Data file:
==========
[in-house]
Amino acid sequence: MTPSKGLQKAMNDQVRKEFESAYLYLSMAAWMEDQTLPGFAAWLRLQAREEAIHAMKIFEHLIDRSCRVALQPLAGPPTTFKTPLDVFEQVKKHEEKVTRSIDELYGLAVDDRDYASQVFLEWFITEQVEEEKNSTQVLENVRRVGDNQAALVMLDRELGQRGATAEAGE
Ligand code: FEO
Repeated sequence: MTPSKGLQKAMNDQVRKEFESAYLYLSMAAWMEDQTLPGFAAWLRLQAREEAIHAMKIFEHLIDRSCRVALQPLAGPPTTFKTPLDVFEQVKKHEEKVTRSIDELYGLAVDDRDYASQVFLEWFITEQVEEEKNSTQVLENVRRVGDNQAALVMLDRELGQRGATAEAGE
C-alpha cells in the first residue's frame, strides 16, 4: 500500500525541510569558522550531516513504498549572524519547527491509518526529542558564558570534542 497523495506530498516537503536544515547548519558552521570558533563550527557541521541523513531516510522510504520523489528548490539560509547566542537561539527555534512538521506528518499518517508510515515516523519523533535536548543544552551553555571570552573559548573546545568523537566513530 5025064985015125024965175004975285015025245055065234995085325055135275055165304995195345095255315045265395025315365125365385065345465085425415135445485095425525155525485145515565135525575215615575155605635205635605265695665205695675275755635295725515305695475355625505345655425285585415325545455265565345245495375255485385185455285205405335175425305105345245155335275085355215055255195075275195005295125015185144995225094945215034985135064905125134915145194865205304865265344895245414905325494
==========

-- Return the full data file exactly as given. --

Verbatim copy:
[in-house]
Amino acid sequence: MTPSKGLQKAMNDQVRKEFESAYLYLSMAAWMEDQTLPGFAAWLRLQAREEAIHAMKIFEHLIDRSCRVALQPLAGPPTTFKTPLDVFEQVKKHEEKVTRSIDELYGLAVDDRDYASQVFLEWFITEQVEEEKNSTQVLENVRRVGDNQAALVMLDRELGQRGATAEAGE
Ligand code: FEO
Repeated sequence: MTPSKGLQKAMNDQVRKEFESAYLYLSMAAWMEDQTLPGFAAWLRLQAREEAIHAMKIFEHLIDRSCRVALQPLAGPPTTFKTPLDVFEQVKKHEEKVTRSIDELYGLAVDDRDYASQVFLEWFITEQVEEEKNSTQVLENVRRVGDNQAALVMLDRELGQRGATAEAGE
C-alpha cells in the first residue's frame, strides 16, 4: 500500500525541510569558522550531516513504498549572524519547527491509518526529542558564558570534542 497523495506530498516537503536544515547548519558552521570558533563550527557541521541523513531516510522510504520523489528548490539560509547566542537561539527555534512538521506528518499518517508510515515516523519523533535536548543544552551553555571570552573559548573546545568523537566513530 5025064985015125024965175004975285015025245055065234995085325055135275055165304995195345095255315045265395025315365125365385065345465085425415135445485095425525155525485145515565135525575215615575155605635205635605265695665205695675275755635295725515305695475355625505345655425285585415325545455265565345245495375255485385185455285205405335175425305105345245155335275085355215055255195075275195005295125015185144995225094945215034985135064905125134915145194865205304865265344895245414905325494